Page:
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Version: 9.x

Exceptions

Definition#

Exceptions are classes the handles errors, and helps developers debug their code in a more efficient way.

Principles#

  • Exceptions can be thrown from anywhere in the application.
  • Exceptions SHOULD be created inside the Containers. However, general Exceptions CAN be created in the Ship layer.

Rules#

  • All Exceptions MUST extend App\Ship\Parents\Exceptions\Exception.
  • Shared (general) Exceptions between all Containers SHOULD be created in the Exceptions Ship folder (app/Ship/Exceptions/*).
  • Every Exception SHOULD have two properties httpStatusCode and message, both properties will be displayed when an error occurs. You can override those values while throwing the error.

Folder Structure#

- App
- Containers
- {container-name}
- Exceptions
- AccountFailedException.php
- ...
- Ship
- Exceptions
- IncorrectIdException.php
- InternalErrorException.php
- ...

Code Samples#

User Exception:

<?php
namespace App\Containers\User\Exceptions;
use App\Ship\Parents\Exceptions\Exception;
use Symfony\Component\HttpFoundation\Response;
class AccountFailedException extends Exception
{
public $httpStatusCode = Response::HTTP_CONFLICT;
public $message = 'Failed creating new User.';
public $code = 4711;
}

General Exception:

<?php
namespace App\Ship\Exceptions;
use App\Ship\Parents\Exceptions\Exception;
use Symfony\Component\HttpFoundation\Response as SymfonyResponse;
class InternalErrorException extends Exception
{
public $httpStatusCode = SymfonyResponse::HTTP_INTERNAL_SERVER_ERROR;
public $message = 'Something went wrong!';
}

General Exception with CustomData:

<?php
namespace App\Ship\Exceptions;
use App\Ship\Parents\Exceptions\Exception;
use Symfony\Component\HttpFoundation\Response as SymfonyResponse;
class AwesomeExceptionWithCustomData extends Exception
{
public $httpStatusCode = SymfonyResponse::HTTP_INTERNAL_SERVER_ERROR;
public $message = 'Something went wrong!';
public $code = 1234;
/*
* Everything you add here will be automatically added to the ExceptionFormatter on the top level!
* You can define any structure you want or maybe include translated messages
*/
public function addCustomData() {
return [
'title' => 'nice',
'description' => 'one fancy description here',
'foo' => true,
'meta' => [
'bar' => 1234,
]
];
}
}

Exception usage from anywhere:

<?php
throw new AccountFailedException();

Usage with Log for Debugging:

<?php
throw (new AccountFailedException())->debug($e); // debug() accepts string or \Exception instance

Usage and overriding the default message:

<?php
throw new AccountFailedException('I am the message to be displayed for the user');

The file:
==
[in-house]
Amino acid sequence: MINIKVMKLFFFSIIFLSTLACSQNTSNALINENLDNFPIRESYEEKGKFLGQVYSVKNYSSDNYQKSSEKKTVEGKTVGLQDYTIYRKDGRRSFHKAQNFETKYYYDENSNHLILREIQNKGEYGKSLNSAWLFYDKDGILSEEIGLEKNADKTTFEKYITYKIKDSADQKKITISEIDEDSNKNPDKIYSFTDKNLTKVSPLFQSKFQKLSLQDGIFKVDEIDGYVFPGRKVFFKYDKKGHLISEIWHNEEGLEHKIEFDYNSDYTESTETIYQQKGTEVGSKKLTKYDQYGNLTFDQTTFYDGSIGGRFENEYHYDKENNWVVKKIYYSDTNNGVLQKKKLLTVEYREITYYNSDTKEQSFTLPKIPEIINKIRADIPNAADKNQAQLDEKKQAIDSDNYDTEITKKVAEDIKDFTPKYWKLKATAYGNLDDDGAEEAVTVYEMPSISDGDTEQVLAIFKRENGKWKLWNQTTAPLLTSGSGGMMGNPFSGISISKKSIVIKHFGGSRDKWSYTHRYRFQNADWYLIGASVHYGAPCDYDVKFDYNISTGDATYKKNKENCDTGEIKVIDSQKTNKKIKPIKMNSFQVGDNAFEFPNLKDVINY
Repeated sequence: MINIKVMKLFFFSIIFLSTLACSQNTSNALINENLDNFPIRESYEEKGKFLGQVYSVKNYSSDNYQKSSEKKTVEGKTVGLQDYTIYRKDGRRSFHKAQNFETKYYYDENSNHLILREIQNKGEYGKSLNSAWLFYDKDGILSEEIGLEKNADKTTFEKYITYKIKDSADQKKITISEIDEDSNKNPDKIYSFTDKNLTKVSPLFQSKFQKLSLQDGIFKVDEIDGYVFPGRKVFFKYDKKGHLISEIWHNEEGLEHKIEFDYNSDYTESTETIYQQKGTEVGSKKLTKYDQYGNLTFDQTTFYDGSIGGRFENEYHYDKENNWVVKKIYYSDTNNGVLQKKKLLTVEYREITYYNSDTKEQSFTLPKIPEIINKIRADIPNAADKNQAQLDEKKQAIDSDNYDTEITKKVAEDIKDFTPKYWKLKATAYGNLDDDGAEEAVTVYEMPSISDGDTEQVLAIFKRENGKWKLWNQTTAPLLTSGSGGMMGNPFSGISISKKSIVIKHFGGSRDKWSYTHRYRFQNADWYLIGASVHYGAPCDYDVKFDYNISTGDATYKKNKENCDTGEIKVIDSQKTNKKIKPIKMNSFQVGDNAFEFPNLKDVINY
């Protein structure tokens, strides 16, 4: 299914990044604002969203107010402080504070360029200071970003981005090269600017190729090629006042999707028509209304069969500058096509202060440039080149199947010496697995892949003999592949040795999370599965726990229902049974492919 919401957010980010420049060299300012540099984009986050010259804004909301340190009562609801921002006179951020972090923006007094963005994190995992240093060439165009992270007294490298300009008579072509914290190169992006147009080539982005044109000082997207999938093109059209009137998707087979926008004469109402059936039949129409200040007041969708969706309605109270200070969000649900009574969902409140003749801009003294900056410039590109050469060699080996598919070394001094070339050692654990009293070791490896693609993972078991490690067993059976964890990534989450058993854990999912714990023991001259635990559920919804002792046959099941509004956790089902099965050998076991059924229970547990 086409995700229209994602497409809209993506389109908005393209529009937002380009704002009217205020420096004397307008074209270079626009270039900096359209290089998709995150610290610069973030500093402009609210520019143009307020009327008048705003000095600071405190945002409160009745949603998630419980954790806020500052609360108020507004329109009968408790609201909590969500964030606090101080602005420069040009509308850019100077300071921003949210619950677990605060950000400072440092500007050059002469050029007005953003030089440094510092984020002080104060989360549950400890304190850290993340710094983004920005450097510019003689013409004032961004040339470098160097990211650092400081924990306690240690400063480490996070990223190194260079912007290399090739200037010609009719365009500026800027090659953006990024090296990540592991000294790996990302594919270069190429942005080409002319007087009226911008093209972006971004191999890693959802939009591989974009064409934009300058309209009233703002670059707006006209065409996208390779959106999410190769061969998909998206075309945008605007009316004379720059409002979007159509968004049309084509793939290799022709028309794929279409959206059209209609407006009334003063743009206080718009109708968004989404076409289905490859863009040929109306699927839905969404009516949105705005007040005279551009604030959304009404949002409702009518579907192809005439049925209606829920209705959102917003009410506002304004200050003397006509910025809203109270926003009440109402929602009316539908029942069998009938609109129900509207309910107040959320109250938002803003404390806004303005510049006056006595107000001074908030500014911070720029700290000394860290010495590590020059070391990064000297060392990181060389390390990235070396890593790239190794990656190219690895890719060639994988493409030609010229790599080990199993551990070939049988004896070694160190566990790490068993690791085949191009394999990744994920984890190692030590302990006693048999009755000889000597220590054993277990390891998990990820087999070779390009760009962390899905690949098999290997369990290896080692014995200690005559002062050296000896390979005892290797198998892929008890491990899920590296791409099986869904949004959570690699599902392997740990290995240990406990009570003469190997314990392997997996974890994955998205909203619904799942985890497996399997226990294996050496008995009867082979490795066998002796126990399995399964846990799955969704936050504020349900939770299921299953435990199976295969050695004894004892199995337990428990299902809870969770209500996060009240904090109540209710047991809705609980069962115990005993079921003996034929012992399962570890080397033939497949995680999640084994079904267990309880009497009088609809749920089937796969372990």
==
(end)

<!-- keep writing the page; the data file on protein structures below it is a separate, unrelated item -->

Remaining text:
Usage and overwriting pre-set CustomData

<?php
throw (new AwesomeExceptionWithCustomData())->overrideCustomData(['foo' => 'bar']);

Application Error Codes#

Apiato provides a convenient way to manage all application error codes in one central place. Therefore, Apiato provides, amongst others, the \App\Ship\Exceptions\Codes\ApplicationErrorCodesTable class, which already holds various information for multiple errors.

Thereby, one error look like this:

const BASE_GENERAL_ERROR = [
'code' => 1001,
'title' => 'Unknown / Unspecified Error.',
'description' => 'Something unexpected happened.',
];

Note that the code is used to be sent back to the client. The title and description, however, can be used to automatically generate a documentation regarding all defined error codes and their meaning. Please note that this feature is currently not implemented but will be added later on.

Linking Exceptions and Error Codes#

In order to link an error code to an Exception, you simply need override the useErrorCode() method of the Exception.

Consider the following example:

class InternalErrorException extends Exception
{
public $httpStatusCode = SymfonyResponse::HTTP_INTERNAL_SERVER_ERROR;
public $message = 'Something went wrong!';
public code = 4711; // this code will be overwritten by the useErrorCode() method!
public function useErrorCode()
{
return ApplicationErrorCodes::BASE_INTERNAL_ERROR;
}
}

Please note that already defined $code values may be overwritten by the useErrorCode() method! Furthermore, this feature is completely optional - you may still use the known public $code = 4711; approach to manually set an error code.

Defining Own Error Code Tables#

Of course, Apiato allows you to define your own CustomErrorCodesTable. In fact, there already exists such a file where you can define your own error codes. Please note that the ApplicationErrorCodesTable may be adapted by Apiato - the others will not.

If you like to split the errors in various files, you can easily create a UserErrorCodesTable in respective namespace and define the errors accordingly. However, you need to manually "register" this code table. This can be achieved in the ErrorCodeManager::getCodeTables() method.

Now you can easily use your UserErrorCodesTable::USER_NOT_VERIFIED error in your Exception class.

Last updated on by Moslem Deris